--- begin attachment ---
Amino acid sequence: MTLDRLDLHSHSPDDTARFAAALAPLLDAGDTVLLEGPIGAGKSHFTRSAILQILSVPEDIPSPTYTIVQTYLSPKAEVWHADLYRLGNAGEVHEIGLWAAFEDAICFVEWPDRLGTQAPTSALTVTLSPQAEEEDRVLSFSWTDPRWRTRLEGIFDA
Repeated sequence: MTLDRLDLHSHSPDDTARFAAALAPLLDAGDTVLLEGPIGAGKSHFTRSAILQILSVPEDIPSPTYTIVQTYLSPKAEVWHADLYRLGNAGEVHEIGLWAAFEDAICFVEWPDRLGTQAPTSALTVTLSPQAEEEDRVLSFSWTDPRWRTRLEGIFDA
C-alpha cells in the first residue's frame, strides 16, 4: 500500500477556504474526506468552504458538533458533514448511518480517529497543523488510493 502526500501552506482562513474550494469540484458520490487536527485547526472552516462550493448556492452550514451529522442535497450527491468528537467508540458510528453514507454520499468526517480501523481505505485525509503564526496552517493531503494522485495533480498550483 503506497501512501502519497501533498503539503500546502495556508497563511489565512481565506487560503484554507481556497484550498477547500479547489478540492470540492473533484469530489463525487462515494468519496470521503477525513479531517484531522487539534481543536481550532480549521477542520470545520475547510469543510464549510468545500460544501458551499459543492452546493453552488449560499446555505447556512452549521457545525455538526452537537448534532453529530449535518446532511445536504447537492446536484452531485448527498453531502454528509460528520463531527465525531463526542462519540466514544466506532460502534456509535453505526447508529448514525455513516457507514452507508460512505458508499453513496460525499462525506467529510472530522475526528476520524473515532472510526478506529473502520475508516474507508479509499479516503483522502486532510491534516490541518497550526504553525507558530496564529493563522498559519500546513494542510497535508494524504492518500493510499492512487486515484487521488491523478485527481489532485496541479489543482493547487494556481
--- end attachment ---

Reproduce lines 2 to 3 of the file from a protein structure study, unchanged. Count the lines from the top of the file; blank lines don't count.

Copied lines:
Repeated sequence: MTLDRLDLHSHSPDDTARFAAALAPLLDAGDTVLLEGPIGAGKSHFTRSAILQILSVPEDIPSPTYTIVQTYLSPKAEVWHADLYRLGNAGEVHEIGLWAAFEDAICFVEWPDRLGTQAPTSALTVTLSPQAEEEDRVLSFSWTDPRWRTRLEGIFDA
C-alpha cells in the first residue's frame, strides 16, 4: 500500500477556504474526506468552504458538533458533514448511518480517529497543523488510493 502526500501552506482562513474550494469540484458520490487536527485547526472552516462550493448556492452550514451529522442535497450527491468528537467508540458510528453514507454520499468526517480501523481505505485525509503564526496552517493531503494522485495533480498550483 503506497501512501502519497501533498503539503500546502495556508497563511489565512481565506487560503484554507481556497484550498477547500479547489478540492470540492473533484469530489463525487462515494468519496470521503477525513479531517484531522487539534481543536481550532480549521477542520470545520475547510469543510464549510468545500460544501458551499459543492452546493453552488449560499446555505447556512452549521457545525455538526452537537448534532453529530449535518446532511445536504447537492446536484452531485448527498453531502454528509460528520463531527465525531463526542462519540466514544466506532460502534456509535453505526447508529448514525455513516457507514452507508460512505458508499453513496460525499462525506467529510472530522475526528476520524473515532472510526478506529473502520475508516474507508479509499479516503483522502486532510491534516490541518497550526504553525507558530496564529493563522498559519500546513494542510497535508494524504492518500493510499492512487486515484487521488491523478485527481489532485496541479489543482493547487494556481